Why was there no argument in this vein from the Chief Rabbi. Does he imagine that scientists are without feelings/sense of others/empathy… so that there was no point in persuing that path?   Or, is he in fact disconnected from his own humanity, disconnected by the trappings of his office, by the constant elevation from faithful subordinates in the power pyramid of his belief system, and his separation from need? … perhaps, I’m guessing. If he does not even feel what I think I feel how the hell could he sleep at night? His hand raising/waving tried to conjure the otherness that impresses easier to befuddle interviewees.

    This is getting muddled and I’m getting tired but I had to get something in writing to express what is really contempt, I guess, toward the Rabbi. In his defence though, when he were a lad, he was probably fed dogma three times a day….despite what he said about being taught to question.

    What he was doing was trying to convince us that he was still valid, and he didn’t mind trying to fool us and he was keen to claim science for himself.

    He, like the Pope, at the top of his game, is probably more sure than most that there is no god :  )

  15. I’m saddened by these polarised comments. C’m on people, there’s a bigger picture here. We don’t want to be ‘right’.
    Why are you not hearing and seeing what both people are bringing to the party?
    Why ‘sides’
    Why retreat to the corner of comfort? That’s what annoys scientists about simplistic religion. BUT simplistic science ( and there are some who qualify) equally frustrates those who hold faith and true science in tension.
    Egotistical posturing, whether scientific or religious, gets us nowhere, so like it or not, the sooner we accept that we are all in it together, and like minded people from so- called ‘opposite sides’ are really much closer than those who have an oppositional mindset would like to think.
    I LOVE science.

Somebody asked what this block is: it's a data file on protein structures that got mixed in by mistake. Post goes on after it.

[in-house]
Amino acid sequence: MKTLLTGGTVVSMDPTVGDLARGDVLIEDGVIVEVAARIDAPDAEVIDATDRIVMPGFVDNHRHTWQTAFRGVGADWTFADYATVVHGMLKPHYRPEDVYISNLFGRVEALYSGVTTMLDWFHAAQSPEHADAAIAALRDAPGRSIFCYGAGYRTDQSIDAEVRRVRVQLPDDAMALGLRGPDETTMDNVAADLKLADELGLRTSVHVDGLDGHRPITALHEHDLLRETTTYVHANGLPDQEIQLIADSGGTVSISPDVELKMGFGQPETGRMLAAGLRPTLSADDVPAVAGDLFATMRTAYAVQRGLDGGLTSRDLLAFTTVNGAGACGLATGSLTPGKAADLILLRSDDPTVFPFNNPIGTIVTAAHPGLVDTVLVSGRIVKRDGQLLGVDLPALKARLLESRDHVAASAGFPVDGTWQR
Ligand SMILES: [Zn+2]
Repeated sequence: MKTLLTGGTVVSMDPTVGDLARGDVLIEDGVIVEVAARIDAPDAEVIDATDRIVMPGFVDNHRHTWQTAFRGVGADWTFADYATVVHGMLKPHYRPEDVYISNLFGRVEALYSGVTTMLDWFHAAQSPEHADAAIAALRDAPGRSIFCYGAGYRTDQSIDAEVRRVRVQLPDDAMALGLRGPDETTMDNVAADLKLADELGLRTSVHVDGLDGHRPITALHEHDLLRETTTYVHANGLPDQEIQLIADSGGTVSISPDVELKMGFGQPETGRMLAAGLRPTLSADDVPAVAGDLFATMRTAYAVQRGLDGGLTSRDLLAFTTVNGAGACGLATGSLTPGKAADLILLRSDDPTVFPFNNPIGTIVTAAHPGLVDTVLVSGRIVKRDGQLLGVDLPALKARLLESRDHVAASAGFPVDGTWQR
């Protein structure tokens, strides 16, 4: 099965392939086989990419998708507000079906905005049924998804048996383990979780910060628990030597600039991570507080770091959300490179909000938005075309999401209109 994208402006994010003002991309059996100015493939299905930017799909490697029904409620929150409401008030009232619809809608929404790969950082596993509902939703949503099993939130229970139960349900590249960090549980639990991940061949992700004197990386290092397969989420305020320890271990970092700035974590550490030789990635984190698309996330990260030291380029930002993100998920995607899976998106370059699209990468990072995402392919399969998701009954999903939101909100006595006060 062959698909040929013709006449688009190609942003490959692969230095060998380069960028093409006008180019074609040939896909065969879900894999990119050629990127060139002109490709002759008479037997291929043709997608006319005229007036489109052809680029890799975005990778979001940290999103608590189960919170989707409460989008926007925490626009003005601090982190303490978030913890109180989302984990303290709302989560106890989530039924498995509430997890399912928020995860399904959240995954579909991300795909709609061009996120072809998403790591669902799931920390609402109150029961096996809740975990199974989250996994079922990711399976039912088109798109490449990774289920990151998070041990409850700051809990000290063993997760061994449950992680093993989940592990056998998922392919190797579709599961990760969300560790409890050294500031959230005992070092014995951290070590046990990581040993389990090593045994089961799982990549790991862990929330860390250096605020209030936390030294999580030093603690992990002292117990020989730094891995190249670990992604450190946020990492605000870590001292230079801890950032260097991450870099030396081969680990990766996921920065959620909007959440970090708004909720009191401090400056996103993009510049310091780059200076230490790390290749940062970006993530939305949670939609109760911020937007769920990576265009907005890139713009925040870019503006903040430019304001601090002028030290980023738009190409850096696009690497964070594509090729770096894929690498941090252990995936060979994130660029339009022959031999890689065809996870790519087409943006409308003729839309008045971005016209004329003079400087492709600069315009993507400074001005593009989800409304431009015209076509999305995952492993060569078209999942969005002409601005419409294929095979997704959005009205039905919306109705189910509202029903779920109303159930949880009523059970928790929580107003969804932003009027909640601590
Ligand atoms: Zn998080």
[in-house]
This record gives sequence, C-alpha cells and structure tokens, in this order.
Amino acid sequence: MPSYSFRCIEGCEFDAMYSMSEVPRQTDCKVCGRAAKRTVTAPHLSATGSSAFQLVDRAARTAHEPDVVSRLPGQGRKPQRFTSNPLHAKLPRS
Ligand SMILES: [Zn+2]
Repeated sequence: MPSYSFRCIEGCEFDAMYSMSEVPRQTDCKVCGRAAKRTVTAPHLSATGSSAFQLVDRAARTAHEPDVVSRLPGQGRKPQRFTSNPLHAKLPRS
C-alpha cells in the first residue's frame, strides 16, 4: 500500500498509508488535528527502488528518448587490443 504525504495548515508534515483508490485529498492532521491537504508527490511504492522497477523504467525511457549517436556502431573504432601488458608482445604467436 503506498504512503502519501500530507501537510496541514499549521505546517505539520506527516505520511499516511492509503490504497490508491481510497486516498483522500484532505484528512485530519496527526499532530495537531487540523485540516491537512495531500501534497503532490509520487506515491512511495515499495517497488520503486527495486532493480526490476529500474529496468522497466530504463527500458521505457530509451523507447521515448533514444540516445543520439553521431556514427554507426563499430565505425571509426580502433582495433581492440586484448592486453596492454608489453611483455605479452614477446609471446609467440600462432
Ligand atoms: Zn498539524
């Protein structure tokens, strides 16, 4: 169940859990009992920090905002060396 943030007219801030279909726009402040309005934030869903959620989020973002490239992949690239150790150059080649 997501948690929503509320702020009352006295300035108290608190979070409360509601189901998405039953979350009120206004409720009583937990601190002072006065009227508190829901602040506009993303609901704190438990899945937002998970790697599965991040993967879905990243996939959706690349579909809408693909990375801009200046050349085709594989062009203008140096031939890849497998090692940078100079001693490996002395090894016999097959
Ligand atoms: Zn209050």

(I also love God)

  16. Like the boy who owns the football, Sachs had control of the editing and final version of this programme.  I would have loved to have seen the footage that never made it to the programme.

    As with many others, I found his plaudits and sophistry unconvincing and deceitful.  Trying to say that religion and science can coexist is like trying to mix oil and water.  Religion has never provided a shred of evidence to support it and to say that it answers the questions that science cannot is arrogant and intellectually bankrupt.

    A poor programme.

  17. I loved Richard Dawkins’ book, ‘The God Delusion’. He pulled no punches in his criticism of religion. He made many points that had needed to be expressed and were well overdue. I applaud his singleminded approach to breaking down the fallacies and exposing the inconsistencies that are rife among religious people. I am also heartened to see him here have the humility to acknowledge the value of those same people and give respect to them. Science and religion may well be polar opposites but the human being (and let’s understand this is the entity that matters) is a complex thing. At the present time our understanding of science is far from perfect and our religion is full of holes. Nevertheless human beings the world over derive great and real benefit from both. Long may it continue

  18.  Quote ” (and let’s understand this is the entity that matters)”.

    What matters is the truth, our pursuit of it, and our appreciation of the value of it. Everything else follows.

    Religions can provide social cohesion but will finally fall apart if not firmly grounded in truth…and they are more prone to abuse if hard evidence is not required.

    So they can only be a stopgap.

    Science/truth is the best glue for humans…one science :  )

    To infinity and beyond…..

  19.   graemed
    I’m saddened by these polarised comments. C’m on people, there’s a bigger picture here. We don’t want to be ‘right’. 

    Science is about “being right”.  There is no theistic fudge in scientific laws.

    Why are you not hearing and seeing what both people are bringing to the party?

    I have no problem with theists bringing properly researched scientific evidence to the discussion.  The problem arises when they compromise the science to accommodate dogma and magic.

     BUT simplistic science ( and there are some who qualify) equally frustrates those who hold faith and true science in tension.

    I LOVE science.
    (I also love God)

    So the scientist has to ask, ” Which one gives way in your mind, when the two are in conflict?”

    .. .. .. . . and “to what extent do you follow the scientific method of basing your views on scientific evidence?”  
    “Faith” and “objective evidence” are diametrically opposed methods of obtaining information, with proven differences in their reliability.